Dr. Randis is a Neonatologist and Assistant Professor of Pediatrics at Columbia University whose current investigative efforts are directed towards elucidating the pathogenic mechanisms underlying the development of bacterial vaginosis (BV). BV, the most common vaginal infection worldwide, is associated significant adverse sequelae including preterm birth. The association of BV with the onset of preterm labor is of major public health importance as BV has been estimated to cause 90,000 excess preterm births per year. Recently, maternal vitamin D deficiency has been linked to the development of BV during the first trimester of pregnancy. Vitamin D is an important regulator of innate immune response and deficiencies of this critical vitamin have been associated with an increased susceptibility to other infectious diseases. The role of vitamin D in the pathogenesis of BV may be of particular relevance in explaining the striking racial disparities in the prevalence of BV. African-American populations, which are at highest risk for vitamin D-deficiency, also have the highest prevalence of BV and BV-associated preterm birth. Identification of potentially modifiable risk factors for BV represents a unique opportunity to reduce the burden of this exceedingly prevalent disease and its associated morbidities. These observations have led the candidate to formulate the primary hypothesis of this research proposal: that vitamin D deficiency is a significant risk factor for the development of BV in healthy adult women and that this effect is mediated by a deficiency of vitamin D-responsive immune mediators. The primary aims of this proposal are 1) to investigate the role of vitamin D status in the development of BV in a cohort of non-pregnant, healthy adult women, 2) to explore specific molecular mechanisms by which vitamin D signaling controls vaginal innate immune responses relevant to BV, and 3) to determine whether vitamin D-responsive antimicrobial peptides mediate the observed association between vitamin D deficiency and bacterial vaginosis in pregnant women. This research proposal represents a critical step in attaining the candidate's long-term goal: to transition to an independent research career focused on mechanistic and translational studies of preterm birth. Superb mentorship, participation in the Master's program in Patient Oriented Research, and continued access to the abundant resources and rich intellectual environment across departments and schools at Columbia University leave this candidate well-positioned to achieve this goal. This Career Development Award will serve as a driving force in Dr. Randis'success, providing the protected time and additional training required for this candidate to become an independent investigator.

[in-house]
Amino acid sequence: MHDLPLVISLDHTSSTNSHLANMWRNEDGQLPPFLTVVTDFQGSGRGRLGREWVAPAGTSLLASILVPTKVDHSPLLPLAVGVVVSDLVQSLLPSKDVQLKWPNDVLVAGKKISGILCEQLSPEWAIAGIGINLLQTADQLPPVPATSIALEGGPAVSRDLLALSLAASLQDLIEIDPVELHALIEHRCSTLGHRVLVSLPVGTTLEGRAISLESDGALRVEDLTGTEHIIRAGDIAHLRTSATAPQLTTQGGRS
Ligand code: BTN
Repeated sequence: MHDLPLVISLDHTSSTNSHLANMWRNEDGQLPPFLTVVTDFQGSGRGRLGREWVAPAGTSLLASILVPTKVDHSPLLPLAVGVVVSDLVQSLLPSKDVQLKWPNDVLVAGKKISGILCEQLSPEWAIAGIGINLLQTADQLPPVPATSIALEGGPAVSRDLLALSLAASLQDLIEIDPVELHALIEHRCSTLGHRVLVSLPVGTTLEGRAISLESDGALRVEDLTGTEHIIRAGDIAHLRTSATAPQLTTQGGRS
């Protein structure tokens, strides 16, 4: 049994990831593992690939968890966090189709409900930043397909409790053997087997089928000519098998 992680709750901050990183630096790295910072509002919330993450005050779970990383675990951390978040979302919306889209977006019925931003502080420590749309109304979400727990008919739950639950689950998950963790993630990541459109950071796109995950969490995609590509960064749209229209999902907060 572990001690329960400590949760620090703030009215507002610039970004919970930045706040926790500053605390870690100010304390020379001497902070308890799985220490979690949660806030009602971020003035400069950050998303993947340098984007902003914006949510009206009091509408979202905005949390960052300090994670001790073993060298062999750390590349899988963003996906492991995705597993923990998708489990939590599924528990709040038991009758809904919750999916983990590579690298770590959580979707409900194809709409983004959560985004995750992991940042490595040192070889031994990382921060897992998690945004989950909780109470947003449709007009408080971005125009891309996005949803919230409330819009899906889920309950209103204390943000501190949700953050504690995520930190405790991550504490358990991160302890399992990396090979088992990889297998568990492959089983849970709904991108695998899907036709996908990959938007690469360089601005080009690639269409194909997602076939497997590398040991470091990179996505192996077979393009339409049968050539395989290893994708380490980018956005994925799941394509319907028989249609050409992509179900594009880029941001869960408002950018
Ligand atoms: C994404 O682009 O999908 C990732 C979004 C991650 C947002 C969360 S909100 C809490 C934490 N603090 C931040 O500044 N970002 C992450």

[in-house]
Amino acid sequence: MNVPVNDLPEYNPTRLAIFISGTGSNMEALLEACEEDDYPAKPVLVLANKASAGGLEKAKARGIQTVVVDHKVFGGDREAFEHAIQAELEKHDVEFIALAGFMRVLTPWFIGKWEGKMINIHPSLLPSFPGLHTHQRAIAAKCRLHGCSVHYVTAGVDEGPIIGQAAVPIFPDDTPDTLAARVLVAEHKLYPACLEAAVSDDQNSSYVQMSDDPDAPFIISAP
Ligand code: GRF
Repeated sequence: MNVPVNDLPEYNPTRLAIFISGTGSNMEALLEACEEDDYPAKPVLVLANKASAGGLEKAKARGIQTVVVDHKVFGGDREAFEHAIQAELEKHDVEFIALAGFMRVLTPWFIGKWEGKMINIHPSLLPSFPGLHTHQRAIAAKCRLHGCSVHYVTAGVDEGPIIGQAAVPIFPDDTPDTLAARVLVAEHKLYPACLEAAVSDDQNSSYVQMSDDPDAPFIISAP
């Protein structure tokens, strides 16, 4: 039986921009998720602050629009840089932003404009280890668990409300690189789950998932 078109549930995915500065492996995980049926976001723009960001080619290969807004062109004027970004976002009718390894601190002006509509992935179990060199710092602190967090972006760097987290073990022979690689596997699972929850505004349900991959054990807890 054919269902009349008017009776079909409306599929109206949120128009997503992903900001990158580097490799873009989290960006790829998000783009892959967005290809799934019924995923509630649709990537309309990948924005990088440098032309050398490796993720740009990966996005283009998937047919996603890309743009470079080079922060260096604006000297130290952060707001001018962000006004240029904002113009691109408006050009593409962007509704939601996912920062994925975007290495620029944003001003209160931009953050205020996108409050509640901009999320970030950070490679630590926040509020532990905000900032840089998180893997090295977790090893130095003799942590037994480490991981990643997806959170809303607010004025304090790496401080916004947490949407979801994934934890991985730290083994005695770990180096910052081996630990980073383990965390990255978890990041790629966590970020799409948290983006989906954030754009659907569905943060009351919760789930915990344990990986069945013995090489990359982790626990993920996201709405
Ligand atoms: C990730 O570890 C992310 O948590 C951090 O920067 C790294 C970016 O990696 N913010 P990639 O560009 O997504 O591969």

National Institute of Health (NIH)
Mentored Patient-Oriented Research Career Development Award (K23)
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Developmental Biology Subcommittee (CHHD)
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Ilekis, John V
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Columbia University (N.Y.)
Schools of Medicine
New York
United States
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Randis, Tara M; Gelber, Shari E; Hooven, Thomas A et al. (2014) Group B Streptococcus ?-hemolysin/cytolysin breaches maternal-fetal barriers to cause preterm birth and intrauterine fetal demise in vivo. J Infect Dis 210:265-73
Kulkarni, Ritwij; Randis, Tara M; Antala, Swati et al. (2013) *-Hemolysin/cytolysin of Group B Streptococcus enhances host inflammation but is dispensable for establishment of urinary tract infection. PLoS One 8:e59091
Randis, Tara M; Zaklama, Joanne; LaRocca, Timothy J et al. (2013) Vaginolysin drives epithelial ultrastructural responses to Gardnerella vaginalis. Infect Immun 81:4544-50
Hymes, Saul R; Randis, Tara M; Sun, Thomas Yang et al. (2013) DNase inhibits Gardnerella vaginalis biofilms in vitro and in vivo. J Infect Dis 207:1491-7
Rampersaud, Ryan; Randis, Tara M; Ratner, Adam J (2012) Microbiota of the upper and lower genital tract. Semin Fetal Neonatal Med 17:51-7